iCubed’s “Featured Researcher of the Month” for February could be called the “father” of the Institute for Immunology and Informatics. Dr. Leslie De Groot, who in addition to leading a successful career in immunology, has also contributed to the continuing success of another enterprise, iCubed, led by his daughter Dr. Annie De Groot.
Dr. De Groot trained at Columbia University College of Physicians and Surgeons and completed his residency at New York Presbyterian Hospital and Massachusetts General Hospital. He served in the Public Health Service at the National Institutes of Health and in Afghanistan and spent 12 years at Massachusetts General Hospital. He next moved on to the Massachusetts Institute of Technology before joining the Department of Medicine at the University of Chicago. While at UC, Dr. De Groot was the head of the Thyroid Study Unit as well as head of the Endocrine Section. He joined the Endocrine Division at Brown University in January 2005 and moved to the University of Rhode Island in 2009.
While at Brown, Dr. De Groot and Dr. Hidefumi Inaba conducted research which involved determining the dominant T cell epitopes in human TSH Receptor, the auto-antigen in Graves’ disease (GD), both in a transgenic mouse model, and in human subjects. They studied Regulatory T cells in GD and determined their numbers to be normal, in contrast to some prior reports suggesting they were low. They also studied the specific interaction between TSH receptor epitopes and the human HLA molecule DR301 and explained how and why certain epitopes are selected for involvement in the immune response. Lastly, Dr. De Groot and Dr. Inaba studied methods for expanding the numbers of regulatory cells, believing this might be one approach to treatment of auto-immunity as in GD.
After joining URI, Dr. De Groot, along with Assistant Research Professor Dr. Leonard Moise, proposed to improve outcomes for GD patients by developing a therapy that addresses the underpinnings of the immunological breakdown leading to GD. Their approach focuses on restoring immunological control to prevent the body from recognizing itself as foreign. To accomplish this goal, they applied a novel finding in their laboratory that provides insight into a natural mechanism that prevents autoimmunity. In a series of preliminary studies, they demonstrated that Tregitopes suppress inflammatory immune responses, like those that produce GD. Importantly, they noted this effect in the context of proteins specifically associated with the inflammatory response.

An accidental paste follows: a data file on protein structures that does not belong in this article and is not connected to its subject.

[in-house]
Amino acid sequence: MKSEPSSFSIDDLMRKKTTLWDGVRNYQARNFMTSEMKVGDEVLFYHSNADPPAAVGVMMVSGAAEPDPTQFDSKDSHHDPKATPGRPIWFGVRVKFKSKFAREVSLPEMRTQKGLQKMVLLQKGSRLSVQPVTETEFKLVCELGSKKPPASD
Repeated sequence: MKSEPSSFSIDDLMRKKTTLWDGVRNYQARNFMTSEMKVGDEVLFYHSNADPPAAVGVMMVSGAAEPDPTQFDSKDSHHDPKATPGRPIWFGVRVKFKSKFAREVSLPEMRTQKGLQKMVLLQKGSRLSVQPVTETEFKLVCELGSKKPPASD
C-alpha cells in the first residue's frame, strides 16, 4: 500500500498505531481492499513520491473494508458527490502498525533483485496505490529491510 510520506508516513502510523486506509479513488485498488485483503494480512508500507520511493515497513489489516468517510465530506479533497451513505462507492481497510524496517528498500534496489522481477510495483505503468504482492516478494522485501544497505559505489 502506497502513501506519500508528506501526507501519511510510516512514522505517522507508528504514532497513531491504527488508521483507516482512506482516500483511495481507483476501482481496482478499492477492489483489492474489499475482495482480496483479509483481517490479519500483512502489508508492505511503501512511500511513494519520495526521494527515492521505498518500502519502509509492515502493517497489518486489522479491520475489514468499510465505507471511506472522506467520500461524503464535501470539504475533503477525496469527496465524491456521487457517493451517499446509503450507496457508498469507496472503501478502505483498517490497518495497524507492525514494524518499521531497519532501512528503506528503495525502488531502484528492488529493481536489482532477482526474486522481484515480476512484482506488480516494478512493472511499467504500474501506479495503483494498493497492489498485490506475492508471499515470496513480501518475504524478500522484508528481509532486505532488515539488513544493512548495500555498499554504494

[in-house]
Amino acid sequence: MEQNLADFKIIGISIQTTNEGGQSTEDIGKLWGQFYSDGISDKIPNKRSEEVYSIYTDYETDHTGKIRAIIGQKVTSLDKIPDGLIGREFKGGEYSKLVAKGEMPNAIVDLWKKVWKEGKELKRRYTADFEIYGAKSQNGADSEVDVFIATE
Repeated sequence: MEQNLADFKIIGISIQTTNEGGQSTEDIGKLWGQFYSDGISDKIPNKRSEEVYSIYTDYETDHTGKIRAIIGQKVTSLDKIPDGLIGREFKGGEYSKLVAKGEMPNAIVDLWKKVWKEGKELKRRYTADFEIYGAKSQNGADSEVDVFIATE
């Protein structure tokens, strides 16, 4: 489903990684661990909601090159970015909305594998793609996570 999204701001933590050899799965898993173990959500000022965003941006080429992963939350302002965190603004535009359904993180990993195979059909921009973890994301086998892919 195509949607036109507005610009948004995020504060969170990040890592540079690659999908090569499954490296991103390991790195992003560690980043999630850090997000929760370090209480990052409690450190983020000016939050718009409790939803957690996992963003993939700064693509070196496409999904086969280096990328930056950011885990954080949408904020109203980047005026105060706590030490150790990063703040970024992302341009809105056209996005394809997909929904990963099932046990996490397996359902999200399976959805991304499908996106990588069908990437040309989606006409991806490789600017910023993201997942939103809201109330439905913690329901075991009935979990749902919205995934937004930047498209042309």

Dr. De Groot and Dr. Moise hope to carry forward these initial findings by applying them in the context of the GD-associated protein, thyroid stimulating hormone receptor. Tregitopes may suppress the inflammatory effects of cells from GD patients, thus providing support that a Tregitope-based therapy can be developed to treat GD.
Dr. De Groot has more than 400 publications and received the Endocrine Society award as “Distinguished Educator” in 2004. Perhaps his best known publication is the three volume textbook “Endocrinology” which he edited through six editions over the past 30 years. He is currently excited by the educational possibilities of the two web books he directs, www.endotext.org and www.thyroidmanager.org, which receive over 80,000 hits each day from 6000 visitors around the world.